PHUL vs Stronglifts
PHUL is better suited for intermediates who want to take a middle of the road approach between muscle and strength. Stronglifts is one of the best choices for beginners who want to take a middle of the road approach between the two.
What is your why
Before we go into the details of PHUL and Stronglifts I would like to ask you a couple of questions
- Why do you compare PHUL and Stronglifts?
- Why do you want to get stronger?
- Why do you want to put on mass?
- What happens if you do?
- What happens if you don't?
These kinds of questions seem trivial at first. Once you take a closer look you will see that they are detrimental for your long-term success. To ensure that you stay committed long-term you need incentives which can pull you through the hard times. You will get injured, distracted and lose faith. In those situations, you need a deep inner calling to keep plugging away at your goals. Most people approach their life goals like this:
- What do I want?
- How do I get it?
- Why do I want it?
This is the underlying reason why so many New Years resolutions fail. Once people do not get what they want by February they give up. If you want to be different and make your target attack your goals in this fashion:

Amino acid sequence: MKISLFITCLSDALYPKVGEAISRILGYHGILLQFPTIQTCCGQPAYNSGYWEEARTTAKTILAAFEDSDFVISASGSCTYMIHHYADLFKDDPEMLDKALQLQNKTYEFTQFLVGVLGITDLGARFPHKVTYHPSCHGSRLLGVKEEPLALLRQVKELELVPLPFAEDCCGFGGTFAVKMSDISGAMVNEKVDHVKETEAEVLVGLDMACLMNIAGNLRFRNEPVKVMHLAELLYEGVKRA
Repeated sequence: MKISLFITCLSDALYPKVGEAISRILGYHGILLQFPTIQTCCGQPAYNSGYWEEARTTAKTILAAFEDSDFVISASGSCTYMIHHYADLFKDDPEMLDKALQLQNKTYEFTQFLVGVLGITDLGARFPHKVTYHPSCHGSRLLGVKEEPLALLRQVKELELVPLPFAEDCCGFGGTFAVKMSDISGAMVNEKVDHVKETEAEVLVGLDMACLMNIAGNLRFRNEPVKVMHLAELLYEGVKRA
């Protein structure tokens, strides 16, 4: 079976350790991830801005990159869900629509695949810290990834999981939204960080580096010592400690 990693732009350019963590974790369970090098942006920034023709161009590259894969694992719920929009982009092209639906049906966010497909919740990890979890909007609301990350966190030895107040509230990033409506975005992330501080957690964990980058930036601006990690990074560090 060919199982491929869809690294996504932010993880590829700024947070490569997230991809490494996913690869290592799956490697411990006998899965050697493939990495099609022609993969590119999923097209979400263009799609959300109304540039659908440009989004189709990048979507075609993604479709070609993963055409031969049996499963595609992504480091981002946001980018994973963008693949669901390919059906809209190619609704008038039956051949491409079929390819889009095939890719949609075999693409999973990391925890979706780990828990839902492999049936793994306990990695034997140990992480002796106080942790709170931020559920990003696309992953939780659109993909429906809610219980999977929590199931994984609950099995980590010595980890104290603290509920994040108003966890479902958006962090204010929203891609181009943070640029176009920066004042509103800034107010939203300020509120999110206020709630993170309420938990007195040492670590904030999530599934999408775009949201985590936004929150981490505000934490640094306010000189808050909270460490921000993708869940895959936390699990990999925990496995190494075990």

- Why do I want something?
- How do I get it?
- What do I need to do to get?
Structuring your goal setting like this will always connect what you have to do and how you do it to your core values. This makes it a lot easier to succeed. If you are not convinced yet, look up Simon Sinek's TED talk on the golden circle. He makes a very compelling case telling the story of the Wright Brothers.
You will squat every session while all other exercises will be rotated. You will use an empty bar as the starting point except for the deadlift and the row. Except for the deadlift, it is the goal to complete five sets for five repetitions on each exercise. The deadlift is programmed in with 1x5 repetitions.
If you succeed to get 5x5 done for a particular exercise you go up in weight. If you fail more than three times you deload. The free Stronglifts 5x5 app does a great job of tracking your progress. If you want to know more about the results you can expect, read my Stronglifts review.
The biggest advantages of Stronglifts 5x5 are its simplicity and effectiveness. You will get feedback about your performance in each session. The rewards are plenty at the beginning which is especially good to keep beginners motivated. The results are traceable and clear.
The biggest disadvantages of Stronglifts 5x5 are its lack of specificity and marketing. Especially in terms of muscle gains, the results are overstated on the website. If you are mainly in for the gains, do some proper research on dieting and master your kitchen skills. Stronglifts alone won't get you far on this path.
PHUL stands for Power Hypertrophy upper lower. This program lines itself up with others that try to combine the benefits of strength training with bodybuilding. You will find similar approaches to Layne Norton's repertoire. You will train four days a week on PHUL and use the following exercises:
- Barbell Bench press
- Incline Dumbbell bench press
- Bent over row
- Lat Pulldown
- Overhead press
- Barbell curl
- Barbell squat
- Barbell deadlift
- Leg press
- Leg Curl
- Calf raise